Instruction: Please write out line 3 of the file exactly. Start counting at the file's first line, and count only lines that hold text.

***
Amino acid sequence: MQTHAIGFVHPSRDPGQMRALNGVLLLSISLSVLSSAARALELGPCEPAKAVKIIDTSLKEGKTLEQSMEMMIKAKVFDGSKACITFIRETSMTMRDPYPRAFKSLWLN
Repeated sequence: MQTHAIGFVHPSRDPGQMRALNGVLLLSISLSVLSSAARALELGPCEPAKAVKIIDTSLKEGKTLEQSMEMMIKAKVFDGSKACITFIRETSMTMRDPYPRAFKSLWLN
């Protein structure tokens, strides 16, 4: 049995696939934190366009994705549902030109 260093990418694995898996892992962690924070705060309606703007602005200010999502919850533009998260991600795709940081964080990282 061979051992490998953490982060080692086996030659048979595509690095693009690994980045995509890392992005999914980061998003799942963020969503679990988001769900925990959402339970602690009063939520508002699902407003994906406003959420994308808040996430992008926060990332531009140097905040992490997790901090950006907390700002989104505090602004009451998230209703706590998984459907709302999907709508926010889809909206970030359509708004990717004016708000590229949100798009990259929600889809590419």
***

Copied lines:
């Protein structure tokens, strides 16, 4: 049995696939934190366009994705549902030109 260093990418694995898996892992962690924070705060309606703007602005200010999502919850533009998260991600795709940081964080990282 061979051992490998953490982060080692086996030659048979595509690095693009690994980045995509890392992005999914980061998003799942963020969503679990988001769900925990959402339970602690009063939520508002699902407003994906406003959420994308808040996430992008926060990332531009140097905040992490997790901090950006907390700002989104505090602004009451998230209703706590998984459907709302999907709508926010889809909206970030359509708004990717004016708000590229949100798009990259929600889809590419």